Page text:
MS Drug Tysabri (Natalizumab) Gets Positive Opinion from European Medicines Agency

MS Drug Tysabri (Natalizumab) Gets Positive Opinion from European Medicines Agency

Biogen recently announced that Tysabri (natalizumab), a drug developed to treat people with multiple sclerosis (MS), received a positive opinion from the European Medicines Agency (EMA), recommending its approval as a therapy for patients with relapsing-remitting multiple sclerosis (RRMS) who have a highly active disease activity, despite treatment with at least one other disease modifying therapy (DMT).

Tysabri has already been approved as a DMT for MS in many places, including the U.S., the European Union, Canada, and Australia. The Committee of Medicinal Products for Human Use (CHMP) of EMA has now adopted changes to the existing use of Tysabri. The changes propose that the drug can be used in RRMS patients with high disease activity even when treated with at least one DMT.

“For nearly 10 years, Tysabri has provided patients and physicians with a high efficacy therapy that has a well-established tolerability and safety profile,” said Ralph Kern, senior vice president of Worldwide Medical at Biogen, in a press release. “This update to the European marketing authorization would allow patients with highly active disease to switch to Tysabri regardless of the prior DMT used.”

A 10-year prospective, real-world, open-label study called TOP (Tysabri Observational Program) generated data supporting Biogen’s application, and led to the positive opinion of the CHMP. According to the TOP study, Tysabri significantly reduces the activity of MS, and its benefit-risk profile is favorable, independently of which DMT was used previously by the patient. The results were presented at the 68th American Academy of Neurology (AAN) Annual Meeting, held in April in Vancouver, Canada.

A final decision from EMA regarding the new indication for Tysabri is expected within the next two months.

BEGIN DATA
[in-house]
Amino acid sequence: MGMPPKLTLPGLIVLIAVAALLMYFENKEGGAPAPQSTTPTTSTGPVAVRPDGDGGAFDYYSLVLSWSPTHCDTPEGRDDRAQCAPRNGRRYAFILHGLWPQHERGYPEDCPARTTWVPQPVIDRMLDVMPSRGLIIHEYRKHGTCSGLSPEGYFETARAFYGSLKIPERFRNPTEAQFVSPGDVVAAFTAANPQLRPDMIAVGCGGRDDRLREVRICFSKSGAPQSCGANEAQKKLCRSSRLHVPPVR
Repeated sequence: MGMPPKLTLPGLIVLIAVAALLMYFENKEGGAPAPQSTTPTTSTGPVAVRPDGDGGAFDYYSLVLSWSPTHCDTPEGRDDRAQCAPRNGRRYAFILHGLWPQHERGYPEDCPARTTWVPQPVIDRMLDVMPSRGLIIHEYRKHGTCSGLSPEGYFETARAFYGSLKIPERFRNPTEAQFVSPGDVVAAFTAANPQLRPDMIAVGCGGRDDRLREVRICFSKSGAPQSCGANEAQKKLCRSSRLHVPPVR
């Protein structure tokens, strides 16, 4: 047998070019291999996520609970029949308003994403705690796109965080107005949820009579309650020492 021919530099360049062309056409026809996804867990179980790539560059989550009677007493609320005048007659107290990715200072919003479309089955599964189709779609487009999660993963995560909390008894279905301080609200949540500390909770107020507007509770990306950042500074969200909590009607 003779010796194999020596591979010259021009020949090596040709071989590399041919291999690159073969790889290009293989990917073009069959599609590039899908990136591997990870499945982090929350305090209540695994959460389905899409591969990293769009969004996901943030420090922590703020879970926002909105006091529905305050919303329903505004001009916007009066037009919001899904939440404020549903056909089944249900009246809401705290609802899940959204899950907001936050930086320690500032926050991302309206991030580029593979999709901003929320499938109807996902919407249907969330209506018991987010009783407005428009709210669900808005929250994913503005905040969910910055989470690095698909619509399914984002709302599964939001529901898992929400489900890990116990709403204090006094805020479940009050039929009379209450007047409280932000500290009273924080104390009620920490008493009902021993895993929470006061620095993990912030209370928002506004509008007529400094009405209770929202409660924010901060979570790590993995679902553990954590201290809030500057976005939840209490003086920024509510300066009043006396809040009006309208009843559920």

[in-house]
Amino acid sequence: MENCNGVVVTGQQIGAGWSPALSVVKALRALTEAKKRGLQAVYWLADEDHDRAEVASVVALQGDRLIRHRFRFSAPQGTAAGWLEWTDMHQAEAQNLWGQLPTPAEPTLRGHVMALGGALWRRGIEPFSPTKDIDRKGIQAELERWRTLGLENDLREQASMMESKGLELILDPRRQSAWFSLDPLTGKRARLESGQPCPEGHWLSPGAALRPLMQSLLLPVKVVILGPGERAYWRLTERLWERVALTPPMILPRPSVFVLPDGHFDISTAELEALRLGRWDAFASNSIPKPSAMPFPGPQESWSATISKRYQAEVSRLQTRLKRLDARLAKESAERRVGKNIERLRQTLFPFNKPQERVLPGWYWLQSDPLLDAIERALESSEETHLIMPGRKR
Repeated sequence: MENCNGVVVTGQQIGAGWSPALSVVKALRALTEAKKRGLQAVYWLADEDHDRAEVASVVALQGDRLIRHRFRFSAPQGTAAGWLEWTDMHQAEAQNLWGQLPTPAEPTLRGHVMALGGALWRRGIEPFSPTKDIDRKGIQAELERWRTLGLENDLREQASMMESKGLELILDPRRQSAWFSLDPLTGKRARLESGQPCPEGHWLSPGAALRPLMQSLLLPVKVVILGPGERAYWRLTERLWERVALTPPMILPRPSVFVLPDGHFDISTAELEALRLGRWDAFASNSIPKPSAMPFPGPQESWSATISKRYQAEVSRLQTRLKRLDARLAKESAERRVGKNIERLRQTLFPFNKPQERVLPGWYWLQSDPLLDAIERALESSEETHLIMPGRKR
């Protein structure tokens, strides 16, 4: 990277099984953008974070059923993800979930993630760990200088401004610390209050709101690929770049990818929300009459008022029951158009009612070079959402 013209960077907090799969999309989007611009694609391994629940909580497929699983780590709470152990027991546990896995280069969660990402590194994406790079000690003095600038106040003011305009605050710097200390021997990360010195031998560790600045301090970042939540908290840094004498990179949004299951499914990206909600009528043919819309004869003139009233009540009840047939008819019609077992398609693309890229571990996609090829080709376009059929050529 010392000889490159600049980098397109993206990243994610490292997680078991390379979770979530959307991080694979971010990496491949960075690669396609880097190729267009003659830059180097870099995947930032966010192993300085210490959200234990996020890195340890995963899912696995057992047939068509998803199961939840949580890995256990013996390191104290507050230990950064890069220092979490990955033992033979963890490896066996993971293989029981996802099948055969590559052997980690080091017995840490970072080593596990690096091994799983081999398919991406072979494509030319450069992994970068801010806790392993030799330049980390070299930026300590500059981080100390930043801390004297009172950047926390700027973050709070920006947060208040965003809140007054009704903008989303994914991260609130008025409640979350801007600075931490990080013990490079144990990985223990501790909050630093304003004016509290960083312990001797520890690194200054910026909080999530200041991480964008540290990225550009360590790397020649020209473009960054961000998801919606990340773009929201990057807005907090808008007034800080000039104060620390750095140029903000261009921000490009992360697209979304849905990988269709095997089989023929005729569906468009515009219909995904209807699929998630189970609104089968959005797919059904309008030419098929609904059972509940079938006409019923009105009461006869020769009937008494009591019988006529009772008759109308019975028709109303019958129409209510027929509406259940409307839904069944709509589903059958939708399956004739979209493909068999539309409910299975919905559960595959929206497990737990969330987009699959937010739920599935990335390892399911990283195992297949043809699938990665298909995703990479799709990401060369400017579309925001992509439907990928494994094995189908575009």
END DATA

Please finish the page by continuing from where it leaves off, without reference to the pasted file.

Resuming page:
Tysabri is a monoclonal antibody that is thought to act as an anti-inflammatory. Although the exact mechanism of action is not very well understood, Tysabri has been proven to reduce the relapse rate in MS. Tysabri has also been shown to increase the risk of a rare opportunistic viral infection of the brain called progressive multifocal leukoencephalopathy (PML).

The use of the drug has been associated with some cases of severe disability and even death. However, the overall benefits of the drug still overweight the risks associated with it, according to Biogen.

MS is the most common disabling neurological condition worldwide, typically affecting young adults from the ages of 20 and 40. Around 85 percent of people with MS have RRMS.


  1. Elli says:

    Really happy to see this about Tysabri, although it didn’t work for me. A couple months into my treatment, and I had relapses again. Alemtuzamab Campath or the moe recent name for it which is Lyrica, is the thing that’s practically saved me; as well as the MS team at Concord Hospital, Sydney NSW.

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  3. Debra Guerra says:

    I live in KS & have asked to be treated w/Tysabri & two doctors have said ‘no’. It’s frustrating to not have a say in my own treatment.

  4. Adrian says:

    I’ve been on Tysabri for 3 years with no side effects.
    Once every 4 weeks I get an infusion.
    I’m a bit scared to stay on it because of the risk of PML but… so far so good.
    No relapses and no progression

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